Peter Sedgwick

‘Victory for the Vietcong’

Is it the right slogan?

(5 August 1966)

From Labour Worker, 5 August 1966, p.3.
Transcribed by Ted Crawford.
Marked up by Einde O’Callaghan for the Marxists’ Internet Archive.

I WRITE IN PROTEST against the extraordinary shift in political alignment which has, without any reasoned discussion in public or (so far as I know) in private, become evident in the bulk of Labour Worker’s articles on the colonial revolution.

It appears from the writings of several contributors that only two attitudes are possible on the Vietnam question,: either the slogan of “negotiations” or the slogan of “support for the Vietcong.” Indeed, Ian Birchall criticised the CP in the last issue for refusing to raise the latter as a “basic slogan.”

“Support for the NLF,” “Solidarity with the Vietcong,” “Victory for the Vietcong” and their other variants appear to me, on the contrary, to be far from basic slogans, and indeed to be expendable and possibly questionable as public demands.


As a former area secretary of the Movement for Colonial Freedom, I have worked in campaigns against capitalist militarism and imperialism on such questions as Central Africa, Kenya, Algeria, Cuba and Cyprus. More recently, much of my time has been spent in active work against Johnson’s unspeakable war in Vietnam, on the basis of the demand for unconditional withdrawal of US forces.

In none of the previous campaigns (nor in the brief but intense protest against Anglo-French aggression against Egypt in 1956) was “support” or “solidarity “ (far less “victory”) for a particular national independence movement or national power made into a “basic” question requiring a public confession of loyalty by those who campaigned.

Perhaps we were remiss in those days: perhaps the slogans “Victory for Nasser,” “Solidarity with EOKA,” “Support the Kenya Land and Freedom Army (‘Mau Mau’)” should have been elevated into urgent imperatives to be inscribed on placards or chanted in unison, or made the basis of sharp political judgements (“Oh him – he’s very soggy, he doesn’t support the UAR.”). Perhaps we might have gained greater public support if we had adopted this approach; or maybe not.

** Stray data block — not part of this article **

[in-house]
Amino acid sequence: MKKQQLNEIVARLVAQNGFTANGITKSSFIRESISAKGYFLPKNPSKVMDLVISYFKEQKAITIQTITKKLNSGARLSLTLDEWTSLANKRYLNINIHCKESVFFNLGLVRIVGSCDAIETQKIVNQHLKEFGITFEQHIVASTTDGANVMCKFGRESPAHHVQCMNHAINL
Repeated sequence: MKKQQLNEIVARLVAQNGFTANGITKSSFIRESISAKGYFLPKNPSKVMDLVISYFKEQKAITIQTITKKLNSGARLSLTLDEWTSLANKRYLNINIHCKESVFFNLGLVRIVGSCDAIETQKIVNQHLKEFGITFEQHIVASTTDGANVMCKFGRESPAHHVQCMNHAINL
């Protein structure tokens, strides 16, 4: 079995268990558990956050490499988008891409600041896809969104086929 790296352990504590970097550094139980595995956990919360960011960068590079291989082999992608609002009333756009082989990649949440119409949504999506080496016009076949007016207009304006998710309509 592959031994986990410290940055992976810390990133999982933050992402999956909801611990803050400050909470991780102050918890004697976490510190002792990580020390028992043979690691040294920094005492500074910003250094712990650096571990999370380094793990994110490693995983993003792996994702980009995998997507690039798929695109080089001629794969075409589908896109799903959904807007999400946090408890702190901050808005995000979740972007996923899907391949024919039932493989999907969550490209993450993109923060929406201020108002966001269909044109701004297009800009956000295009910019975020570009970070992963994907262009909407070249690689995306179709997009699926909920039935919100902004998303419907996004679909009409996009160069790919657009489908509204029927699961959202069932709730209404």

I must admit that in the days when this sort of language seemed to have some meaning for me, I was inclined to think of myself as “supporting the FLN” in Algeria: paradoxically, many of those who are now most vociferous on “Support the NLF” then refused outright to declare any solidarity with the FLN. (As the initials have been reversed, so have their political attitudes – without any explanation.)

In the course of several years, however it became clear to me that the notion of “supporting the FLN” covered a variety of possible political attitudes, some of which were permissible to a Socialist while others were much more doubtful. At a certain point in anti-colonial work, a line has to be drawn between solidarity with an oppressed people and acceptance of the policies of a given nationalist movement.


It is to everyone’s advantage that this line should be drawn clearly, without acrimony and early on. Slogans of “Support for XYZ” only cloud and delay the necessity for this dividing line.

I have a certain sympathy with the quandary faced by many of the pro-NLF delegates at the recent Vietnam Solidarity Campaign meeting. By “Solidarity with the NLF and North Vietnam” they understood a certain degree and type of political support for the aims and programmes of Vietnamese Communism.